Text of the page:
Digital Humanities and the Study of Intermediality in Comparative Cultural Studies

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Digital humanities and the study of intermediality in comparative cultural studies is about how intermediality influences the negotiation of culture(s)—in theory and application—and how, cultural practices shape the use of (new) media and their social significance. The notion of intermediality—a concept of old, but with renewed perspectives and practices in digital humanities—raises a number of issues including social and cultural practices, pedagogy, aspects of globalization, the cultural industries, the publishing of scholarship online, etc. A paradox is that neither social theories concerning modernity, modern publicity or the media, nor humanities theories regarding different cultural forms, types of texts, or genres have paid enough attention to the fact that "the past and present of contemporary culture and media are indeed part and parcel of multimodal and intermedial culture and media" (Lehtonen, Mikko. "On No Man's Land: Theses on Intermediality." Nordicom Review 22.1 [2001]: 71). The processing, production, and marketing of cultural products such as music, film, radio, television programs, books, journals, and newspapers determine that today almost all aspects of production and distribution are digitized. Culture today is multimodal as it makes use of technology, as well as symbolic forms (Lehtonen, Mikko. "On No Man's Land: Theses on Intermediality." Nordicom Review 22.1 [2001]: 75). Hence the relevance of the study of intermediality and digitality in various humanities and social sciences disciplines and fields. Similar to intermediality studies, digital humanities is (an emerging) field of study both with regard to the construction of theoretical frameworks and their application in the study of culture and the application of new media technology including pedagogy, the publication of scholarship, etc. At a time when many disciplines and fields in the humanities and social sciences are defined as processes of multi-, inter-, and trans-medial construction, interaction, and practice, the development and study of their encounters take on a primary relevance to scholarship and this perspective is a primary point of departure.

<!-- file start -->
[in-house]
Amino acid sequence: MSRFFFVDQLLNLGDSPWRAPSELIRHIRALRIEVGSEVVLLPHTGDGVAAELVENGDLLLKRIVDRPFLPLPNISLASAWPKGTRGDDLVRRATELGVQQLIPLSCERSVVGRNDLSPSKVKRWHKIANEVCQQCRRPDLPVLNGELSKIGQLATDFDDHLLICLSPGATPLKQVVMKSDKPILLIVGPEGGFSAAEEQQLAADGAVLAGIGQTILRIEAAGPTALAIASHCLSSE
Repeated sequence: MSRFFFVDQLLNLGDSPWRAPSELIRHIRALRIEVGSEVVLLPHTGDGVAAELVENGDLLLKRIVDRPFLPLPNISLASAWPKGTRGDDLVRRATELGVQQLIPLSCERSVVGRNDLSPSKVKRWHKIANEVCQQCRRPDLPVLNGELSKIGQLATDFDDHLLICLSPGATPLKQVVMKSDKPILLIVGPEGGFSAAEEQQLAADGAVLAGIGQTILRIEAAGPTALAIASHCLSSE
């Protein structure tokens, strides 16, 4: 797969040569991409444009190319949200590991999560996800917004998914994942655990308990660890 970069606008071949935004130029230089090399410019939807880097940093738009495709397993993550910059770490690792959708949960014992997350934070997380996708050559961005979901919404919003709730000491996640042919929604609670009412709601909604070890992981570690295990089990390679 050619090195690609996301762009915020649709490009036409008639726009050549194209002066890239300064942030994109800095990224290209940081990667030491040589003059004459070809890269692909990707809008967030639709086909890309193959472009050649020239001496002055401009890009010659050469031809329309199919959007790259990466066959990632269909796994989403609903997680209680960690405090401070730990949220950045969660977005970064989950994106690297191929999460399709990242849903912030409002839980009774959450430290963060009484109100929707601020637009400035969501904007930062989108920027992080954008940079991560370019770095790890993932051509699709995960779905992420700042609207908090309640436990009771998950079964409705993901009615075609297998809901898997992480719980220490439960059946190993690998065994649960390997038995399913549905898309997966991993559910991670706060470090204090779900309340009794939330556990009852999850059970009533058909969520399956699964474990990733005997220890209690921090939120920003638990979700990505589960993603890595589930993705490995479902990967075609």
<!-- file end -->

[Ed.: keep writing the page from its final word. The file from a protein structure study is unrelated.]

Intermediality is a phenomenon for the creation of new forms of artistic and critical innovation, among others to find ways for their distribution (i.e., open access to scholarship published on the world wide web), new scholarship about intermedial and interdisciplinary perspectives of old and new products of culture, the link(s) of cultural communities in cyberspace, and to be applied as a vehicle for innovative educational practices. Discursive practices including visualities form a complex (inter)medial network of signifying practices which construct realities rather than simple representations of them. Socially constructed meaning or what we call and practice as "culture" take place through processes of the negotiation of stories, images, and meanings; that is, through constructed and contextual agreements, power relations, and their authorization and legitimation of social positions and loci. Therefore, the ways (inter)medial discursive practices are produced, processed, and transmitted are relevant for research and practice and this occurs, increasingly, in digital humanities. (see Digital Humanities and the Study of Intermediality in Comparative Cultural Studies. Ed. Steven Tötösy de Zepetnek. West Lafayette: Purdue Scholarly Publishing Services, 2013. & New Perspectives on Material Culture and Intermedial Practice. Ed. Steven Tötösy de Zepetnek, Asunción López-Varela Azcárate, Haun Saussy, and Jan Mieszkowski. Thematic Issue CLCWeb: Comparative Literature and Culture 13.3 (2011):

Image on front page by Gary Hayes and available on Flickr.